Every person who has been sexually abused or raped recovers in their own time and in their own way. Some people experience reactions to the assault immediately, while others may take weeks or even years to feel the impact of what happened. While every person who has experienced sexual violence reacts differently, some common reactions include:
- Mood swings
You might feel calm and in control one minute, and uneasy and upset the next. Your moods may feel out of control. This is a normal way for people to deal with shock. Practical things like your performance at work or school may be effected. Relationships with others may feel strained.
- Physical effects
You might lose your appetite. You may have difficulty falling asleep or staying asleep. You might also develop genital irritations. You may be particularly vulnerable to getting colds or the flu. Such physical effects are your body’s way of dealing with stress.
You might re-experience images or memories associated with the assault. Smells, sights and sounds associated with what happened may stay with you for some time. Often, flashbacks come in the form of nightmares and bad dreams. Symptoms such as these are often associated with the condition Post Traumatic Stress Disorder (PTSD). For more information on PTSD and other mental health issues that can be associated with sexual assault contact the Mental Health Foundation at www.mentalhealth.org.nz. You can also view our Discussion about Post Traumatic Stress Disorder & Sexual Violation page.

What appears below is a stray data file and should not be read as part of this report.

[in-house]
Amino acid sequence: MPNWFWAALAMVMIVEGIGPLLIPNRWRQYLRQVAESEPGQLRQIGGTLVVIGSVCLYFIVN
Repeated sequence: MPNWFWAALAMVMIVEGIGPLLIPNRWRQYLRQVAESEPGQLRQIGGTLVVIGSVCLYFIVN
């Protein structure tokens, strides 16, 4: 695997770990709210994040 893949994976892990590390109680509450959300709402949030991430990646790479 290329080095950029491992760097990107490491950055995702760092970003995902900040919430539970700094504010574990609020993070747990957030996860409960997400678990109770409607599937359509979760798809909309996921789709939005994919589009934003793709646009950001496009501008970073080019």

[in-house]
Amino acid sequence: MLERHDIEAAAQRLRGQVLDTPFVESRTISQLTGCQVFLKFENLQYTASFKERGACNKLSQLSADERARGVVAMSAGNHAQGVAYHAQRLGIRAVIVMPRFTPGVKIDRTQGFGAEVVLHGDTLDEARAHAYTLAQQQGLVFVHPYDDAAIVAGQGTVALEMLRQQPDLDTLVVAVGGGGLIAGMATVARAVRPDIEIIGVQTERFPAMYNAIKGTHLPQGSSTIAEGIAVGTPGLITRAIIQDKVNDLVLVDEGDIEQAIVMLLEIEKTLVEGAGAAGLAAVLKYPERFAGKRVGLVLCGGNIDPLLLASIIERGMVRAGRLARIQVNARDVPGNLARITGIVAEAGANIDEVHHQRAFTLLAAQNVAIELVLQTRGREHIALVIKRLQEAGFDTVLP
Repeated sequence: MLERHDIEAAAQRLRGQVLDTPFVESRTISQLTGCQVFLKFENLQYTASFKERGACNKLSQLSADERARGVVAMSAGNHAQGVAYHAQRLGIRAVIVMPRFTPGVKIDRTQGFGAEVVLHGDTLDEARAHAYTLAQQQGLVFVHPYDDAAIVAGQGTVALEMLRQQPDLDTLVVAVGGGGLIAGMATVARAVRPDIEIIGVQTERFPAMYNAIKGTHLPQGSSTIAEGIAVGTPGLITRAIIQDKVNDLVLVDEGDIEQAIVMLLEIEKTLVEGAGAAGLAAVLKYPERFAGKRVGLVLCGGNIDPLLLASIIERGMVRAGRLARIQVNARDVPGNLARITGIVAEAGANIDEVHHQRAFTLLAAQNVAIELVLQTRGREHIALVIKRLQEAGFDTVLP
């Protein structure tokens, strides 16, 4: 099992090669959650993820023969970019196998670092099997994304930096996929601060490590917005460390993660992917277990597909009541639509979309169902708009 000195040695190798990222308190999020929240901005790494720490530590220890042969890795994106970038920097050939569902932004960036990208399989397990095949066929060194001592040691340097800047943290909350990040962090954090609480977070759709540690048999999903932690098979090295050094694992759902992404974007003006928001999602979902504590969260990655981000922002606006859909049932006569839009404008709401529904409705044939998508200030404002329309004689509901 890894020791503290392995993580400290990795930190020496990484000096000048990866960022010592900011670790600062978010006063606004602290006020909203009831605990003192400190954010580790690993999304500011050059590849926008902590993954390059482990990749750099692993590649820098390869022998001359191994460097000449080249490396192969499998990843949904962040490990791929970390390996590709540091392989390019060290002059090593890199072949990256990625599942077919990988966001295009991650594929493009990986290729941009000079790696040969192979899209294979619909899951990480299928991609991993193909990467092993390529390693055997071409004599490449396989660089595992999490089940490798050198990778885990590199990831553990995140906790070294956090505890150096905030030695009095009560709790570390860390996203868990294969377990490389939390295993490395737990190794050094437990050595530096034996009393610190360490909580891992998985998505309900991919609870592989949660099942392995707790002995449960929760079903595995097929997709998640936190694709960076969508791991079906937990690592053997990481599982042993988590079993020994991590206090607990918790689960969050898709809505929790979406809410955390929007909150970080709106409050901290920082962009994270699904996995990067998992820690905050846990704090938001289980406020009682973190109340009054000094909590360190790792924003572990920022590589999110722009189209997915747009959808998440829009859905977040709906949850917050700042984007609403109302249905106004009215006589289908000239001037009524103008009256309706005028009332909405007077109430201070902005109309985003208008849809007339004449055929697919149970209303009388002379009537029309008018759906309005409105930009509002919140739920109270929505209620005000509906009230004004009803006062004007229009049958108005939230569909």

This can be a reaction to the assault itself or to other people’s responses to your way of dealing with it. A depressed mood may present as feelings of sadness, irritability, agitation or hopelessness. You may find yourself becoming tearful more easily or notice changes in your sleep or eating habits. For more information on these issues contact the Mental Health Foundation at www.mentalhealth.org.nz. Our you could contact www.depression.org.nz, they also have a free helpline on 0800 111 757.
- Low self-esteem
You may not like yourself, or you may feel angry with yourself for the assault or the way you have reacted to it. You may feel confused and dislike your body.
You may find yourself lashing out at people and feeling angry a lot of the time.
You may find it hard to believe what has happened to you. This feeling may last for some time.
- Self harm
You may start to hurt yourself in a wide range of ways. Get help if you start to over use alcohol, substances or think about hurting yourself or others.
The time after a sexual assault can be very confusing and scary. You may feel like you are going crazy. It is normal to have a reaction like this to a traumatic event like rape or sexual abuse. (The above information is courtesty of Auckland Sexual Abuse Help’s pamphlet ‘After Sexual Assault’.)